Metabolic footprint analysis of metabolites that discriminate single and mixed yeast cultures at two key time-points during mixed culture alcoholic fermentations
There has been a growing interest towards creating defined mixed starter cultures for alcoholic fermentations. Previously, metabolite differences between single and mixed cultures have been explored at the endpoint of fermentations rather than during fermentations.
To create metabolic footprints of metabolites that discriminate single and mixed yeast cultures at two key time-points during mixed culture alcoholic fermentations.
1H NMR- and GC–MS-based metabolomics was used to identify metabolites that discriminate single and mixed cultures of Lachancea thermotolerans (LT) and Saccharomyces cerevisiae (SC) during alcoholic fermentations.
Twenty-two metabolites were found when comparing single LT and mixed cultures, including both non-volatiles (carbohydrate, amino acid and acids) and volatiles (higher alcohols, esters, ketones and aldehydes). Fifteen of these compounds were discriminatory only at the death phase initiation (T1) and fifteen were discriminatory only at the death phase termination (T2) of LT in mixed cultures. Eight metabolites were discriminatory at both T1 and T2. These results indicate that specific metabolic changes may be descriptive of different LT growth behaviors. Fifteen discriminatory metabolites were found when comparing single SC and mixed cultures. These metabolites were all volatiles, and twelve metabolites were discriminatory only at T2, indicating that LT-induced changes in volatiles occur during the death phase of LT in mixed cultures and not during their initial growth stage.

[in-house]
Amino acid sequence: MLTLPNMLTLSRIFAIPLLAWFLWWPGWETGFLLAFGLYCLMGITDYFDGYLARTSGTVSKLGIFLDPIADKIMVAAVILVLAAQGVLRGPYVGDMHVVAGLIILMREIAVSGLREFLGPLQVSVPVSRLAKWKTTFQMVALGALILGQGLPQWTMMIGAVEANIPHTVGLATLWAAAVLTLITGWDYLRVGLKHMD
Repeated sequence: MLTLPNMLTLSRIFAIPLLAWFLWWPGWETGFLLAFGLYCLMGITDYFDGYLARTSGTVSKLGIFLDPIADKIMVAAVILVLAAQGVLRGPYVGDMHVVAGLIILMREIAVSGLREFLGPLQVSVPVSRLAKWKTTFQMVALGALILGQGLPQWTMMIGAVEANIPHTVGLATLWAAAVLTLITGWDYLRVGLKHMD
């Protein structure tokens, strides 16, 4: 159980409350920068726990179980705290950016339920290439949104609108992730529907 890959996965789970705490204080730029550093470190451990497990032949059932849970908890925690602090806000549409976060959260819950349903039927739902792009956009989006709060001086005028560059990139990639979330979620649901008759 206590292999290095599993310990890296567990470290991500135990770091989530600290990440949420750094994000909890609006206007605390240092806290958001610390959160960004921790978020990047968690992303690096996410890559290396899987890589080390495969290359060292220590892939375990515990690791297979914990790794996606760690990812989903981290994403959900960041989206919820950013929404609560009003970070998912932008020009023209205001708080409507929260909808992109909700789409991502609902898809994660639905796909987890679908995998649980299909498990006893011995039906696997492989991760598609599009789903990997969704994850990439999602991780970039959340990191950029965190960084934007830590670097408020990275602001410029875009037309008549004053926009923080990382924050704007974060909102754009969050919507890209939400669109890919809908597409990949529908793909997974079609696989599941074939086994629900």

This work provides a detailed insight into yeast metabolites that differ between single and mixed cultures, and these data may be used for understanding and eventually predicting yeast metabolic changes in wine fermentations.
KeywordsSingle and mixed cultures Yeast growth behaviors Metabolic footprints Metabolomics Alcoholic fermentations
The authors would like to thank Janne Margrethe Benjaminsen for excellent technical assistance.
NA, CP and TV conceived and designed research. CP conducted experiments. MAP and FHL contributed new reagents and analytical tools. CP and FHL analyzed data. CP and NA wrote the manuscript. All authors read, revised and approved the manuscript.
This study was funded by Faculty of Science, University of Copenhagen and Chinese Scholarship Council (201406300048).
Compliance with ethical standards
Conflict of interest
Chuantao Peng, Tiago Viana, Mikael Agerlin Petersen, Flemming Hofmann Larsen and Nils Arneborg declares that they have no conflict of interest.
This article does not contain any studies with human or animal subjects performed by any of the authors.
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